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Sorenson Molecular Genealogy Foundation Collects Panamanian DNA

On the heels of last week’s announcement that Sorenson Molecular Genealogy Foundation (SMGF) will be collecting DNA samples in Mongolia comes new information that the company will be conducting a similar project in Panama.

According to the announcement, SMGF has partnered with the Gorgas Memorial Institute (Instituto Conmemorativo Gorgas de Estudios de la Salud Panama) and will attempt to collect 1,500 to 2,000 DNA samples with pedigree charts. The project will gather DNA from each of Panama’s nine provinces and three territories and will include individuals from all major ethnic groups, and from both urban and rural areas:

“We are honored to join with Gorgas Memorial Institute, Panama‘s primary institute for health and population studies, to study this country’s diverse, multi-faceted populations,” said Dr. Scott Woodward, executive director of the Sorenson Molecular Genealogy Foundation. “Panama is a fascinating melting pot, its genetic and cultural mix having been influenced by a broad array of Native American populations, Africans from the slave trade, and Europeans and Asians from multiple eras.”

Panama, of course, has always been a land bottleneck, forcing all southward human migrations through a 60-mile-wide corridor. As a result, the country has “been heavily trafficked by various Native American populations emigrating north and south, Africans from the slave trade, Spanish conquistadores and other European explorers and settlers, and various Asian populations working on the Panama Canal and other projects.”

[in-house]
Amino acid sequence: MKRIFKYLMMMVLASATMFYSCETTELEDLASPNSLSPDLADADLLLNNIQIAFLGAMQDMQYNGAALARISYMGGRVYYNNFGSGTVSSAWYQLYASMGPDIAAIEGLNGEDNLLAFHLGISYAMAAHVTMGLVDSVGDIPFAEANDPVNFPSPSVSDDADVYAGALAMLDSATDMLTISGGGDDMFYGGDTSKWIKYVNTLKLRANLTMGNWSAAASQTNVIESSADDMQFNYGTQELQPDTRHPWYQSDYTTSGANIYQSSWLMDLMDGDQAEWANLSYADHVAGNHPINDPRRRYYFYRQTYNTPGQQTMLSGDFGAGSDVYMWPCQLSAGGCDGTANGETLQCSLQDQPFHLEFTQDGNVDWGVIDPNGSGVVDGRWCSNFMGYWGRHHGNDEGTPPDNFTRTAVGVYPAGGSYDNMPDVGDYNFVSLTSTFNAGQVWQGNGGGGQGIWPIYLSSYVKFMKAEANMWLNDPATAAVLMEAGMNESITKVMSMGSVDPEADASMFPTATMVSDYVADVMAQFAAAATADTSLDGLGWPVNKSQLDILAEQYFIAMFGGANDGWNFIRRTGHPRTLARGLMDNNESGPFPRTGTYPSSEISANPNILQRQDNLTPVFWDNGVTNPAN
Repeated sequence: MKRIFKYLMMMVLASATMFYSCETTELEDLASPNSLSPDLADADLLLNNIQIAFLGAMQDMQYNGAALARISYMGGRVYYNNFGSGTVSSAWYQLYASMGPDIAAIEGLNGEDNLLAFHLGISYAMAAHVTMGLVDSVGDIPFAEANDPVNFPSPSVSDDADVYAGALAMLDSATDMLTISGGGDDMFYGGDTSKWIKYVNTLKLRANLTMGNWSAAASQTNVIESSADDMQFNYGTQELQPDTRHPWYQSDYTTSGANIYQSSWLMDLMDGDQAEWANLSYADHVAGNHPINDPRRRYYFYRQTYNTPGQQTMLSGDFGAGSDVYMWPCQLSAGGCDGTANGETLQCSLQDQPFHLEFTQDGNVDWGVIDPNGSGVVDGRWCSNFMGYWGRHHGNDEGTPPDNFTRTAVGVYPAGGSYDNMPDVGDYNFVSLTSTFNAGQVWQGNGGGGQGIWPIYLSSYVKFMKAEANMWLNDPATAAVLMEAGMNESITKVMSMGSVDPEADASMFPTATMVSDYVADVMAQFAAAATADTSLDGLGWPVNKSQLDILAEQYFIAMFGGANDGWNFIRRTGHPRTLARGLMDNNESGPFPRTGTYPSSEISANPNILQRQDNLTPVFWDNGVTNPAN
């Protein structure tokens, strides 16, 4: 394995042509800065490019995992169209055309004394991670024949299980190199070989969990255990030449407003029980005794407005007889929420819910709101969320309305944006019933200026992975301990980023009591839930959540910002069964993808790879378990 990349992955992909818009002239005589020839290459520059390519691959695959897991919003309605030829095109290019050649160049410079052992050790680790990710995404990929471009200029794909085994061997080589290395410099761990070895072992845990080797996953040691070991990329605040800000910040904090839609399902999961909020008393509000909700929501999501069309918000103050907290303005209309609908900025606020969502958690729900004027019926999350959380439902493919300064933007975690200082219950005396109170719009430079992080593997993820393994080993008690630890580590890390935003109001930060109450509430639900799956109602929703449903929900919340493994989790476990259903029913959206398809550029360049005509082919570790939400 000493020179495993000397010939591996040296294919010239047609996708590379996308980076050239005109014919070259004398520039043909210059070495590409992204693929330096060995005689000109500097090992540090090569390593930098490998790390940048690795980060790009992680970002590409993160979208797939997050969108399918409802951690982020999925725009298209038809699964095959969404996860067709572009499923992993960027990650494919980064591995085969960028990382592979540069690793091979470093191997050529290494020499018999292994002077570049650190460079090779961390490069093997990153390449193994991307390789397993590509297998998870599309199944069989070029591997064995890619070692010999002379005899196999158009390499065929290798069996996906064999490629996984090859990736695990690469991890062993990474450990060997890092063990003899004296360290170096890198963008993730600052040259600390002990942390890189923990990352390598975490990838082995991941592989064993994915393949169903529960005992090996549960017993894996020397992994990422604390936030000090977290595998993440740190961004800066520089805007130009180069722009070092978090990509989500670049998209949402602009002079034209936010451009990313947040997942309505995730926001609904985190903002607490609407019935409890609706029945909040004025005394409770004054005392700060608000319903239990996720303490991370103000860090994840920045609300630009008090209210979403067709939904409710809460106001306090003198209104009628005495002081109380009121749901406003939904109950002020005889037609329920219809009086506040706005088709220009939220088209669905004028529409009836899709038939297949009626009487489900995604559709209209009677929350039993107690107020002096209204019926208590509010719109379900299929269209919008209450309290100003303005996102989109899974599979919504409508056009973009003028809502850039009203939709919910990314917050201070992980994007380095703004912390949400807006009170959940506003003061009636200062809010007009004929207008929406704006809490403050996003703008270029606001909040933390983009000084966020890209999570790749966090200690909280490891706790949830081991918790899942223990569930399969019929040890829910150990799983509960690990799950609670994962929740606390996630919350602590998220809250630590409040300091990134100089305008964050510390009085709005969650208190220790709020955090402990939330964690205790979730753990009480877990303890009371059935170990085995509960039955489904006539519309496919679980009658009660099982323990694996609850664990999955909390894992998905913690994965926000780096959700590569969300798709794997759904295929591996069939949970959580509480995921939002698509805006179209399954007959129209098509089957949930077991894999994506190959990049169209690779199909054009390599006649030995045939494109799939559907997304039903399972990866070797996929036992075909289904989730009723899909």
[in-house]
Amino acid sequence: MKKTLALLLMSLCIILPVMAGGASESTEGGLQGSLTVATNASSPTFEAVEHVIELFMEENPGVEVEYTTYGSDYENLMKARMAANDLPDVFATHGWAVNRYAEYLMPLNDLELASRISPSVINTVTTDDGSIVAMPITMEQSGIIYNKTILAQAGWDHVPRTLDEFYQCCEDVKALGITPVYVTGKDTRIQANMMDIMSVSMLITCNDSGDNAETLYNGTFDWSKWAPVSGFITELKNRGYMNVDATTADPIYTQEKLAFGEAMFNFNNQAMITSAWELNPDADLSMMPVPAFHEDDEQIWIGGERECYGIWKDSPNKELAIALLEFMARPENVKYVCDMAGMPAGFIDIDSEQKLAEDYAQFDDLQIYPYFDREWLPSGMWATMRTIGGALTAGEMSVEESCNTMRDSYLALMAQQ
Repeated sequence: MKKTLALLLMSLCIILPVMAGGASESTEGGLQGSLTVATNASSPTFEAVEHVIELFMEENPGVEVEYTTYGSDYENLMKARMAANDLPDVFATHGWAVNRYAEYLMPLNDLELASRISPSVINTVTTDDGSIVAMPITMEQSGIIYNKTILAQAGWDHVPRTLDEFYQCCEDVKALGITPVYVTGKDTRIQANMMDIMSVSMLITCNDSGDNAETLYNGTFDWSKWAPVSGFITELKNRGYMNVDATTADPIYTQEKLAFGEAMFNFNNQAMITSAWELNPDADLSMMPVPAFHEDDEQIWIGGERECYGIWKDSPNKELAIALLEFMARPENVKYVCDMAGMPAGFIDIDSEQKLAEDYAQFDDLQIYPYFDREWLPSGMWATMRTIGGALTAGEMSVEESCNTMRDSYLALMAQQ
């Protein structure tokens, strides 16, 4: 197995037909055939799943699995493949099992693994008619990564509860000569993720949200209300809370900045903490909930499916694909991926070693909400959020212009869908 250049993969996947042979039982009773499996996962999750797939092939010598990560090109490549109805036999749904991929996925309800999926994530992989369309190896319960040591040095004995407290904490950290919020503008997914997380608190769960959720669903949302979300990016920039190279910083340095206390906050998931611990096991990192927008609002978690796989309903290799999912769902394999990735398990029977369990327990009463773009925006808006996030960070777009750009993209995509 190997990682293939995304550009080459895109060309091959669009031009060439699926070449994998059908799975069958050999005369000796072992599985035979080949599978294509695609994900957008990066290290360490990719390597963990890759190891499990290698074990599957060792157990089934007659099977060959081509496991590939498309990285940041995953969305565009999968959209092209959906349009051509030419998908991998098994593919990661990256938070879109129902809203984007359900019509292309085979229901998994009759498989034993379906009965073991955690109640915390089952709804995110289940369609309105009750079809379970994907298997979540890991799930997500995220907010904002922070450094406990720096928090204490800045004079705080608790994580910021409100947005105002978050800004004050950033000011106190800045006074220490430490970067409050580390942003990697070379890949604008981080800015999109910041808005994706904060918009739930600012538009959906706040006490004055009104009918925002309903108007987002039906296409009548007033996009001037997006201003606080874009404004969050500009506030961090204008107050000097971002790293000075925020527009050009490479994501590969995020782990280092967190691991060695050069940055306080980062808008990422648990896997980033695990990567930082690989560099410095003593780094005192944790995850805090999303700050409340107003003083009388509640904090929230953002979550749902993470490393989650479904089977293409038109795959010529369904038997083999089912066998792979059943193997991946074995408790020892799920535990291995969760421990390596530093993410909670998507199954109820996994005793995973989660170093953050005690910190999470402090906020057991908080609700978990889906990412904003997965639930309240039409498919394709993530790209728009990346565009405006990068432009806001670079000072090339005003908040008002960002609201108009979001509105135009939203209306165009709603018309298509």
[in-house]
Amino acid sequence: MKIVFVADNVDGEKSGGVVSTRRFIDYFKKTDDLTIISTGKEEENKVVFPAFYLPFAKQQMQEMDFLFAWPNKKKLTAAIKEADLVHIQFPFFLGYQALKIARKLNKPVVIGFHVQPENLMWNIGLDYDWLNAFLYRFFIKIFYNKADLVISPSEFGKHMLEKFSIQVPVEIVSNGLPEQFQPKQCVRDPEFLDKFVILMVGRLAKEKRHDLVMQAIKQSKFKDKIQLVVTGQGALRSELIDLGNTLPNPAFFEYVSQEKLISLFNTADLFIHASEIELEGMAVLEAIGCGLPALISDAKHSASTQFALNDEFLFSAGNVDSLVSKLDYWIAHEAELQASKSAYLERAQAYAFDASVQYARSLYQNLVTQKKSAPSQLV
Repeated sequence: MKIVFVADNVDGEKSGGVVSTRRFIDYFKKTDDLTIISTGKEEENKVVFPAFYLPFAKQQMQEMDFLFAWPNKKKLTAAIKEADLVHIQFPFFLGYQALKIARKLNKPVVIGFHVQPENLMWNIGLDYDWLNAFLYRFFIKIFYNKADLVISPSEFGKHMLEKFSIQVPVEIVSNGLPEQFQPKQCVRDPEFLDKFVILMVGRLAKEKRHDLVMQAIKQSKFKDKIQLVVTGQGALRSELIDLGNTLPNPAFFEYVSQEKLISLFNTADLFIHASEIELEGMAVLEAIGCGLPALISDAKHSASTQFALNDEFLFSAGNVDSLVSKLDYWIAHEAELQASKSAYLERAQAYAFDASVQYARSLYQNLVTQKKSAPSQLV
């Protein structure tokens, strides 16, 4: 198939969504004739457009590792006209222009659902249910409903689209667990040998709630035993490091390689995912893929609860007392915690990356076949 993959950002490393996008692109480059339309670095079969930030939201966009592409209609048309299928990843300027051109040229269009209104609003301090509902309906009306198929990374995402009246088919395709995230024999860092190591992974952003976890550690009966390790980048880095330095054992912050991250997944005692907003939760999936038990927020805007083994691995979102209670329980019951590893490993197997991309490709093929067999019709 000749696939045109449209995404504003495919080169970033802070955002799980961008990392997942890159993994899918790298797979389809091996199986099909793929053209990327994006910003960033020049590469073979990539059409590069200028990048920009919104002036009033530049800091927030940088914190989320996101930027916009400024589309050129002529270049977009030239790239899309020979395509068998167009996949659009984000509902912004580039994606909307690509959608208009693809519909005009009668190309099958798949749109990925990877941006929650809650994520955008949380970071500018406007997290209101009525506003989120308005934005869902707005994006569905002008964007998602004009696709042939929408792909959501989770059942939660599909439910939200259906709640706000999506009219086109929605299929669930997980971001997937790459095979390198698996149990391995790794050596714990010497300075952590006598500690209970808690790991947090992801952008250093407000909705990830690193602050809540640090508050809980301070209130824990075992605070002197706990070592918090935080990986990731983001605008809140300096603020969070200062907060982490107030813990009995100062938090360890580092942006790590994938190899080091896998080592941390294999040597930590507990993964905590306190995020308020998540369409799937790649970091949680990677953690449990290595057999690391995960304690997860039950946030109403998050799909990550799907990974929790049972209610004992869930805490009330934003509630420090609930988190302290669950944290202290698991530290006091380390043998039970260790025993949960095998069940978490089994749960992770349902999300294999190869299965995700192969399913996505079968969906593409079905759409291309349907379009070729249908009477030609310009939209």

Interestingly, the project will also analyze ancient bone samples that were recently discovered in Panama Viejo. Panamanian project leaders are hoping that this will help bolster Panama’s national identity:

“ ‘Knowing the genetic composition of the people that lived in Panama more than 1000 years ago may give us proof that permanent human settlement has been present here for a long time and that this country is not only a bridge for people to walk by,’ said Motta. Knowing the genetic mix of our people will also teach us that we are not simply made of whites, blacks, American Indians and Asians, but that we are a rich and beautiful mixture of all of these races.’”

SMGF has a map that displays all the areas in the world in which the project has performed DNA collection projects.

Blaine Bettinger

Intellectual property attorney, genealogist, and author of The Genetic Genealogist since 2007

5 Comments

  1. I hope that there was some DNA analysis done of the Kuna Indians on the Carribbean coast of Panama, as they are some of the smallest people on earth.

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